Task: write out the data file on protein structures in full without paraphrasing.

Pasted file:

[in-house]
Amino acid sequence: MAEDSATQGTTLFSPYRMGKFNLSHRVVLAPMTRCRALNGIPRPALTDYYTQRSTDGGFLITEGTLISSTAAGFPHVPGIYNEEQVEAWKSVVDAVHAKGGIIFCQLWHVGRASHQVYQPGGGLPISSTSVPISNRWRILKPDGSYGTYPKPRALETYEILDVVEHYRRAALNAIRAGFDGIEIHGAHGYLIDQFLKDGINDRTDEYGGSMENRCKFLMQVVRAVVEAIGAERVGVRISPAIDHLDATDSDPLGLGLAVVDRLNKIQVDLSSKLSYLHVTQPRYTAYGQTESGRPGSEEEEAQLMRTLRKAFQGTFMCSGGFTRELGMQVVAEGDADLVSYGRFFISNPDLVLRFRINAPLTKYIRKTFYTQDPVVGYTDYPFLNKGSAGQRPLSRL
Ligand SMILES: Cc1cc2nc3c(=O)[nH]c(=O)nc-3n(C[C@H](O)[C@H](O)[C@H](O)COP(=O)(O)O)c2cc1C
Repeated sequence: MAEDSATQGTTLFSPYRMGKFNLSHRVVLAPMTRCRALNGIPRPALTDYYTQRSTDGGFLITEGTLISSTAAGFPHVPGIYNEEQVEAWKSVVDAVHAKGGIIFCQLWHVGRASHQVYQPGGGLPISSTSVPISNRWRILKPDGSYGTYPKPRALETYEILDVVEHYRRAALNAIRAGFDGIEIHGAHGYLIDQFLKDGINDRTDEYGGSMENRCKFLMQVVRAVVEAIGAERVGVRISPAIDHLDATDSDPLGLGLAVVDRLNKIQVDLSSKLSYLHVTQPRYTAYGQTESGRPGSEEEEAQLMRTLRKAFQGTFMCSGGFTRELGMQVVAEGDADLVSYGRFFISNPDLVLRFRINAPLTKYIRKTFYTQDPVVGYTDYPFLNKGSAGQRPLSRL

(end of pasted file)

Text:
[in-house]
Amino acid sequence: MAEDSATQGTTLFSPYRMGKFNLSHRVVLAPMTRCRALNGIPRPALTDYYTQRSTDGGFLITEGTLISSTAAGFPHVPGIYNEEQVEAWKSVVDAVHAKGGIIFCQLWHVGRASHQVYQPGGGLPISSTSVPISNRWRILKPDGSYGTYPKPRALETYEILDVVEHYRRAALNAIRAGFDGIEIHGAHGYLIDQFLKDGINDRTDEYGGSMENRCKFLMQVVRAVVEAIGAERVGVRISPAIDHLDATDSDPLGLGLAVVDRLNKIQVDLSSKLSYLHVTQPRYTAYGQTESGRPGSEEEEAQLMRTLRKAFQGTFMCSGGFTRELGMQVVAEGDADLVSYGRFFISNPDLVLRFRINAPLTKYIRKTFYTQDPVVGYTDYPFLNKGSAGQRPLSRL
Ligand SMILES: Cc1cc2nc3c(=O)[nH]c(=O)nc-3n(C[C@H](O)[C@H](O)[C@H](O)COP(=O)(O)O)c2cc1C
Repeated sequence: MAEDSATQGTTLFSPYRMGKFNLSHRVVLAPMTRCRALNGIPRPALTDYYTQRSTDGGFLITEGTLISSTAAGFPHVPGIYNEEQVEAWKSVVDAVHAKGGIIFCQLWHVGRASHQVYQPGGGLPISSTSVPISNRWRILKPDGSYGTYPKPRALETYEILDVVEHYRRAALNAIRAGFDGIEIHGAHGYLIDQFLKDGINDRTDEYGGSMENRCKFLMQVVRAVVEAIGAERVGVRISPAIDHLDATDSDPLGLGLAVVDRLNKIQVDLSSKLSYLHVTQPRYTAYGQTESGRPGSEEEEAQLMRTLRKAFQGTFMCSGGFTRELGMQVVAEGDADLVSYGRFFISNPDLVLRFRINAPLTKYIRKTFYTQDPVVGYTDYPFLNKGSAGQRPLSRL